By Fiona Doherty. Full text here.
This Article introduces the concept of “Testing Periods” to explain how U.S. courts sort criminal defendants for incarceratory and non-incarceratory results. A Testing Period is a time period during which a criminal defendant agrees to abide by a set of prospective rules (such as avoiding “dirty urines” and remaining “clean” from drugs and alcohol), typically, but not always, as a function of plea bargaining. Prosecutors and judges set the rules, and defendants must demonstrate that they can follow the rules to pass the test and successfully avoid prison. Juries play no role in the system, and due process requirements diverge sharply from traditional norms.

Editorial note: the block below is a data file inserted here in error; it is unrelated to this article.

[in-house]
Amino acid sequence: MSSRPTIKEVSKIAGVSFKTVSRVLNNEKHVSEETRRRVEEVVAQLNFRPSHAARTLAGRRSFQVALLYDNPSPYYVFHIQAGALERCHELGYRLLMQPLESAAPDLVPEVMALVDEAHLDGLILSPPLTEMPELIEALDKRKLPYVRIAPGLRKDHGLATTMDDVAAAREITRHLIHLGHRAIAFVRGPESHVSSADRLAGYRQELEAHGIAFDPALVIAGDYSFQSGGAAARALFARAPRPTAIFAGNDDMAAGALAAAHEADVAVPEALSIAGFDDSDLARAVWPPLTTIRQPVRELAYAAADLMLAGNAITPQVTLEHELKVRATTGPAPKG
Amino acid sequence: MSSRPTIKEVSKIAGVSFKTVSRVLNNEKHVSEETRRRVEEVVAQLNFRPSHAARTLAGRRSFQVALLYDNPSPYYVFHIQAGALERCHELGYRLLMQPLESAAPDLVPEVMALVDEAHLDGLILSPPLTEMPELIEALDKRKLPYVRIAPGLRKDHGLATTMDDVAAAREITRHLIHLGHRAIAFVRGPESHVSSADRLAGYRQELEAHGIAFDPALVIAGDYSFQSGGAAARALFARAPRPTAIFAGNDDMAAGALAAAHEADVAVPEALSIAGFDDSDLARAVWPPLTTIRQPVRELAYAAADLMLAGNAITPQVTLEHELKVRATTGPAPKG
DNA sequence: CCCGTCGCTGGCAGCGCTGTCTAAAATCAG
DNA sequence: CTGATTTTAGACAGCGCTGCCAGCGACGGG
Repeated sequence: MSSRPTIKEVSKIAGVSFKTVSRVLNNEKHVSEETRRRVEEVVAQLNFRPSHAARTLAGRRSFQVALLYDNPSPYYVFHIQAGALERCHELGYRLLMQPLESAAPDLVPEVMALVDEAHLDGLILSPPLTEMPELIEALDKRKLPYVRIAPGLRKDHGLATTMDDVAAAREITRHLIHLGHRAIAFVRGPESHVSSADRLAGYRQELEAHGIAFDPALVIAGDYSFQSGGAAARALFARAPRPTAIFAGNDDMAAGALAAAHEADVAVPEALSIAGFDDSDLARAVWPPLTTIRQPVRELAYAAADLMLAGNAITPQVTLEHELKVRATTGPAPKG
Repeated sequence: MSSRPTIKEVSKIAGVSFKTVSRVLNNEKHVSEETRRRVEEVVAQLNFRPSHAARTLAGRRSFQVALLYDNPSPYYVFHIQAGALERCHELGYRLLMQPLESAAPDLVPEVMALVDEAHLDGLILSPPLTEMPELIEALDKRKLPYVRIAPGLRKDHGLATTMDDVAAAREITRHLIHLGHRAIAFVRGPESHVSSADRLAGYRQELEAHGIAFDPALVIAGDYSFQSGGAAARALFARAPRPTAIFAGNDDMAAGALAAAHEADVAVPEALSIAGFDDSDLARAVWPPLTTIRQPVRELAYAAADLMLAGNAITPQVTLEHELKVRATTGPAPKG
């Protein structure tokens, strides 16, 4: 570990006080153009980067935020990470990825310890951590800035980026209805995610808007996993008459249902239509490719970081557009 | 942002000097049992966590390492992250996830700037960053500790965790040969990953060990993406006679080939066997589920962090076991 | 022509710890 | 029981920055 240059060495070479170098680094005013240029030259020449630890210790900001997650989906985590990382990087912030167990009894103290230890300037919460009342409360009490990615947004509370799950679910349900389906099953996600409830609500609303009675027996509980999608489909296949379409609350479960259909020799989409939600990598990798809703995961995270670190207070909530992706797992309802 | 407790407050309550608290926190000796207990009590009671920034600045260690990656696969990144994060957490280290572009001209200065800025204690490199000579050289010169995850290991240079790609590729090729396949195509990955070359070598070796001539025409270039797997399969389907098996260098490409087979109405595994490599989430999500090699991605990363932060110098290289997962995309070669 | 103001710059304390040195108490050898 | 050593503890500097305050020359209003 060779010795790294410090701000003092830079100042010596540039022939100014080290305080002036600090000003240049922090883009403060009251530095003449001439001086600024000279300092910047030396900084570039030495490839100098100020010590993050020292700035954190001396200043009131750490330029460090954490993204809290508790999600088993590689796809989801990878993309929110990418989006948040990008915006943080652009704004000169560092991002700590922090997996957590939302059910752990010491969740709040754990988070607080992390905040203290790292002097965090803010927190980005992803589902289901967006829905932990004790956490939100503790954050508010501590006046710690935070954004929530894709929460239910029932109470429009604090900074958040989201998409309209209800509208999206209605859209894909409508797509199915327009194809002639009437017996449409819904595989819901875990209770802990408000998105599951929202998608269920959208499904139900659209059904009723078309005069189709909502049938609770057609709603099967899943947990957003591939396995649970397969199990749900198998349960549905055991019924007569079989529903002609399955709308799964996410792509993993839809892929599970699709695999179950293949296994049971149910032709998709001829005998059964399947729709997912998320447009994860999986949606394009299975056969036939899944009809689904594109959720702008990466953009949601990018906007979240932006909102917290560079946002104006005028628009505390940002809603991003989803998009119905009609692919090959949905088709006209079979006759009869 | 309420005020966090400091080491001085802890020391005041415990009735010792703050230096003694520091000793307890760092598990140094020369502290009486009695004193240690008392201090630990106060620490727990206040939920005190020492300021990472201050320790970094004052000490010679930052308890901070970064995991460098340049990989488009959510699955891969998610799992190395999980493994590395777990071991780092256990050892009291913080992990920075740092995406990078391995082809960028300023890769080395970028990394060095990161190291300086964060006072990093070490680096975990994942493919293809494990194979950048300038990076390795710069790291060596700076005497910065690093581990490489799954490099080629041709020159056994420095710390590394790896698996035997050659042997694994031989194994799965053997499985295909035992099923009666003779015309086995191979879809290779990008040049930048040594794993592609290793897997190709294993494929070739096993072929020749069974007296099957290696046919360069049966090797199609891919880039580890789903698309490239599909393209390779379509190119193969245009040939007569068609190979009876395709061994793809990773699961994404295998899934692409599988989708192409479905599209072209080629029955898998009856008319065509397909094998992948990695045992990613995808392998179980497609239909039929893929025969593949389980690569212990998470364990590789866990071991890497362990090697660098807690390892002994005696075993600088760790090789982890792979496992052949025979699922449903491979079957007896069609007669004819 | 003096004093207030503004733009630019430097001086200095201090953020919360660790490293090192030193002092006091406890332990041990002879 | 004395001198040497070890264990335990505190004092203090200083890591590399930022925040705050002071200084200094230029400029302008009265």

The outcomes of most criminal cases are now determined through Testing Periods, which go by varied names like probation, problem-solving courts, suspended sentences, conditional plea agreements, and deferred adjudication. The pervasiveness of Testing Periods has changed the orientation of outcome determination in criminal cases away from a retrospective analysis to a prospective one: Outcomes no longer depend on a backward-looking examination of the facts of a criminal charge, but instead on whether a defendant can pass a forward-looking test. The power to create and administer Testing Periods has become the power to determine who goes to prison and for what reason. The Article concludes that the widespread use of Testing Periods has recreated dynamics from a much older method of resolving criminal cases: the testing models used in the medieval ordeal system to separate “clean” defendants from “dirty” ones, and the “worthy” from the “unworthy.”